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NIA to issue numbers to babies at 6 weeks to end age falsification



NIA, Newscenta, age falsification, babies, PIN, 6 weeks, immunization,

All is set for the rollout of measures to end age falsification, a fundamental aspect of the National Identification Authority’s (NIA) drive to compile a single credible national identification database for Ghana.

March 31 take-off date

According to Vice-President Alhaji Dr Mahamudu Bawumia, all things being equal, the issuance of Ghana Card personal identification number (PIN) to newborn babies is expected to commence on March 31, 2023.

Ghana Card to be issued to them at age 6

But they can only be issued Ghana Cards at six years because that is the time their fingerprints are fully developed to enable biometric capture.


Prevalence of age falsification in Ghana

This stage of the NIA’s work is critical as it begins the process of eliminating age falsification experienced in football, civil service recruitment, job retention, unilateral postponement of retirement, high level corporate management jobs, sports competitions, qualification for foreign scholarships for post-graduate degrees, and enlistment into the security forces, where a lower age is a precondition for eligibility, consideration, acceptance, retention and promotion.

PIN to be issued 6 weeks after birth

Information on the system indicates that the issuances of the PIN will take place during immunisation of the baby, which takes place six weeks after birth.

Immunisation schedule in Ghana


The current Expanded Programme on Immunisation schedule recommends Bacille Calmette-Guerin (BCG) at birth.

A dose of Oral Polio Vaccine (OPV) is given at birth followed by subsequent immunisations at  six, 10 and 14 weeks.

Role of baby naming ceremonies

The six-week period before issuing Ghana Card PIN to babies is to give parents ample time to perform naming ceremonies, a vital Ghanaian culture.

Therefore, by the time the baby is due for immunisation in six weeks, the name of the baby is expected to be ready to facilitate the issuance of Ghana Card PIN.


Data captured by GHS

The day a baby is born, Ghana Health Service (GHS) system captures the date, time and place of birth, gender, weight at birth, and the name of parents into its database and same information is recorded on the weighing card of the baby.

Mother should go to immunisation with Ghana Card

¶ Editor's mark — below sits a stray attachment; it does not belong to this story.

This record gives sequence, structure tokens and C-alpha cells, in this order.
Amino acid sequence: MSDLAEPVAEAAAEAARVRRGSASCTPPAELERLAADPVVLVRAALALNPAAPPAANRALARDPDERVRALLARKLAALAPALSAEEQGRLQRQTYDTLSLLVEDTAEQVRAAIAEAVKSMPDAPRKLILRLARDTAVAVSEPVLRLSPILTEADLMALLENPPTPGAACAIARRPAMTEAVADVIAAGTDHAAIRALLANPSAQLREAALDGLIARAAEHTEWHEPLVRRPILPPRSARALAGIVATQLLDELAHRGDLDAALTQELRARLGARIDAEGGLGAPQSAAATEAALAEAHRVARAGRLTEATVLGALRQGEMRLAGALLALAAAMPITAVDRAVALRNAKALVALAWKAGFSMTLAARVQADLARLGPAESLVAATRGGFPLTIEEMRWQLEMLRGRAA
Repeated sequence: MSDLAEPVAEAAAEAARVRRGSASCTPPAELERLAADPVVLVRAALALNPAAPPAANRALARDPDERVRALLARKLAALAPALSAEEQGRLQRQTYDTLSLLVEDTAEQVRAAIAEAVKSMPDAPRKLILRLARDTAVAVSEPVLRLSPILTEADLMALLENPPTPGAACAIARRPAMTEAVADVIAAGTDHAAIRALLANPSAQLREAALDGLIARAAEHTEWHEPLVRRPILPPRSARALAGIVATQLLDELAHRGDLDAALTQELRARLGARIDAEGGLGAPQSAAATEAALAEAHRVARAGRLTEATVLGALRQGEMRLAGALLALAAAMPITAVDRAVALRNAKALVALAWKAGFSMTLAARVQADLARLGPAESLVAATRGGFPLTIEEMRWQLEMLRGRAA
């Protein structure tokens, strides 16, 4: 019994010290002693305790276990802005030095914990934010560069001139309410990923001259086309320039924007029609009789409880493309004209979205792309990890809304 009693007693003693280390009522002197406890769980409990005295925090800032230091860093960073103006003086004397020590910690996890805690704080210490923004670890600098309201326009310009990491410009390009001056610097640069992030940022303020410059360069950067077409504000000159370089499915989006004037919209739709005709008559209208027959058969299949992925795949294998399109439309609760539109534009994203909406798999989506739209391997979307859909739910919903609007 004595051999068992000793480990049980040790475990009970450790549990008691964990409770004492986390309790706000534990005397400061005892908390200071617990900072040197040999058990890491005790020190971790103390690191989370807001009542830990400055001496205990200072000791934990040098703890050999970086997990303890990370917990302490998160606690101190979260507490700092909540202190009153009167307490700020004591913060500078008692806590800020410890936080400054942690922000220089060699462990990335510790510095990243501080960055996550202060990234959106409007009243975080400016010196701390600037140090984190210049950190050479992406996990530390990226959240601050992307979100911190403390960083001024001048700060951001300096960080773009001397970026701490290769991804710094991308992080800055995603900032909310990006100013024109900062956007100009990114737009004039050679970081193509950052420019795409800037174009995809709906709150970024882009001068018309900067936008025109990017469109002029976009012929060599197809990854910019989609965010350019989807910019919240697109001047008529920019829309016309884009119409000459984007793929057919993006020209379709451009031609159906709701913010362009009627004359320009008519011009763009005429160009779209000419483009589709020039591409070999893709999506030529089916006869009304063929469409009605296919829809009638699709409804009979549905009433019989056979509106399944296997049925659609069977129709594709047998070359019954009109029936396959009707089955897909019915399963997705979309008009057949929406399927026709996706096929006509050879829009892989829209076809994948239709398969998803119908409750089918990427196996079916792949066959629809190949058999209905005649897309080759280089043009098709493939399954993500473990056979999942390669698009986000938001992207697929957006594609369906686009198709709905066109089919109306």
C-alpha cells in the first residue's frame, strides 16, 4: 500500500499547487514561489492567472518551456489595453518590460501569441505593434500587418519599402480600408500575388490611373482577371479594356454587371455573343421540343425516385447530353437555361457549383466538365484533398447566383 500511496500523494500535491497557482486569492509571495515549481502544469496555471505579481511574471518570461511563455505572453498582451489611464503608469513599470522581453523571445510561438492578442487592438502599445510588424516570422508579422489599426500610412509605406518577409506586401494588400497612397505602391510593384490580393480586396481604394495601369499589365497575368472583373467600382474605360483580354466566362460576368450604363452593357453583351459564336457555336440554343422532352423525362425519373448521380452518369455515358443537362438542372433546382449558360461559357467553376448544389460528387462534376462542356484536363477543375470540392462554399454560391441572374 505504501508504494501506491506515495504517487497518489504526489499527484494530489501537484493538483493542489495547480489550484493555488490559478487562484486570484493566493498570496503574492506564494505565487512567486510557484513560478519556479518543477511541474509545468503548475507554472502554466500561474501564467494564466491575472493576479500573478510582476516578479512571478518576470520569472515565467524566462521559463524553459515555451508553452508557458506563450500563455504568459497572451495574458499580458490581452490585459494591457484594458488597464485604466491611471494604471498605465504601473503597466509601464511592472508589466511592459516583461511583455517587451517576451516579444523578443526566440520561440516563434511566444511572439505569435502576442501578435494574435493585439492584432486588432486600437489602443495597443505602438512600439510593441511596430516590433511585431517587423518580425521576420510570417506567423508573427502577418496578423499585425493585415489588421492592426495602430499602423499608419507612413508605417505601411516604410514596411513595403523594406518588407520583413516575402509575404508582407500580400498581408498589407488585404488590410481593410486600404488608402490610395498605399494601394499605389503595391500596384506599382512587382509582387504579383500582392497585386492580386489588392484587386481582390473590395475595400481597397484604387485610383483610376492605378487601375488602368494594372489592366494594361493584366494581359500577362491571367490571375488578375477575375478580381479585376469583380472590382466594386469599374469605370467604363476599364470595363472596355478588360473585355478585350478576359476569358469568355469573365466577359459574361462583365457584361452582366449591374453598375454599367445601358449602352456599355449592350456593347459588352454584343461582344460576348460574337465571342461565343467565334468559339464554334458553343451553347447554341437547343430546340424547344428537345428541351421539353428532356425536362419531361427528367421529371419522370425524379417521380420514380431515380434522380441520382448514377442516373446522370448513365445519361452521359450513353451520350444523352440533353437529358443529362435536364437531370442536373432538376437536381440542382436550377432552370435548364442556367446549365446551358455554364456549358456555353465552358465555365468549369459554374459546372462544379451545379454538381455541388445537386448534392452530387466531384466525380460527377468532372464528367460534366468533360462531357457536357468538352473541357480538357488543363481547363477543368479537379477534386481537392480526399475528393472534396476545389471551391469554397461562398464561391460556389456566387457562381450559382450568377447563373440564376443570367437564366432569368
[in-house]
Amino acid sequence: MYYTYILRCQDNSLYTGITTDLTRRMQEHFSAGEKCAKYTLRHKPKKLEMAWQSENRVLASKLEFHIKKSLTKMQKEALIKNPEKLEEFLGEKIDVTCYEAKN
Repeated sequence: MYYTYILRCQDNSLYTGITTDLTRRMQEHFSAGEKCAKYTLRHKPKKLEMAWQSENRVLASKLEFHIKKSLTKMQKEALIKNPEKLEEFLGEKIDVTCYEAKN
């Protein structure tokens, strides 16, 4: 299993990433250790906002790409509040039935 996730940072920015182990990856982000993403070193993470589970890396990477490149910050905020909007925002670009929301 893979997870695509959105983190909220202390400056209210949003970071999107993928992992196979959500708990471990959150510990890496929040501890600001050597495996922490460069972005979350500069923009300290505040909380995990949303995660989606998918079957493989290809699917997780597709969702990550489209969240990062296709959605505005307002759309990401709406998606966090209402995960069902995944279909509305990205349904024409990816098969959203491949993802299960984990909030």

Therefore, the mother of a new baby is expected to visit a health facility for immunisation six weeks after giving birth with her Ghana Card and the name of the baby.

A GHS official at the health facility will take the mother’s Ghana Card number and record the PIN.


Live photo of mother and baby

The GHS health official will also take a live photo of the mother and a separate live photo of the baby.

Information to be transmitted to NIA

The live photos of the mother and her baby, date of birth, time of birth, place of birth, gender, weight at birth of the baby and the name of the parents will then be transmitted electronically to the NIA through an application programming interface (API).

Gadgets supplied to all health facilities


All health facilities have been provided with electronic gadgets with the API installed and designated officials trained on how to undertake the process.

Live biometric verification of mother

The NIA will then undertake biometric verification of the mother using the live photo taken at the health facility and her Ghana Card PIN.

Retrieving mother’s digital identity from NIA’s database

The NIA will also verify the photos to establish that they are live photos and then use the Ghana Card PIN of the mother to retrieve her digital identity from its database.


Verifying biographic information

The NIA system will also verify the biographic information of the mother, comprising full name, date of birth, gender, citizenship, digital address, names of mother and father, hometown, phone number, occupation, and languages spoken.

Comparison of live photo with facial biometric data in NIA database

The NIA will then compare the live photo taken at the health facility with the facial biometric data in its system.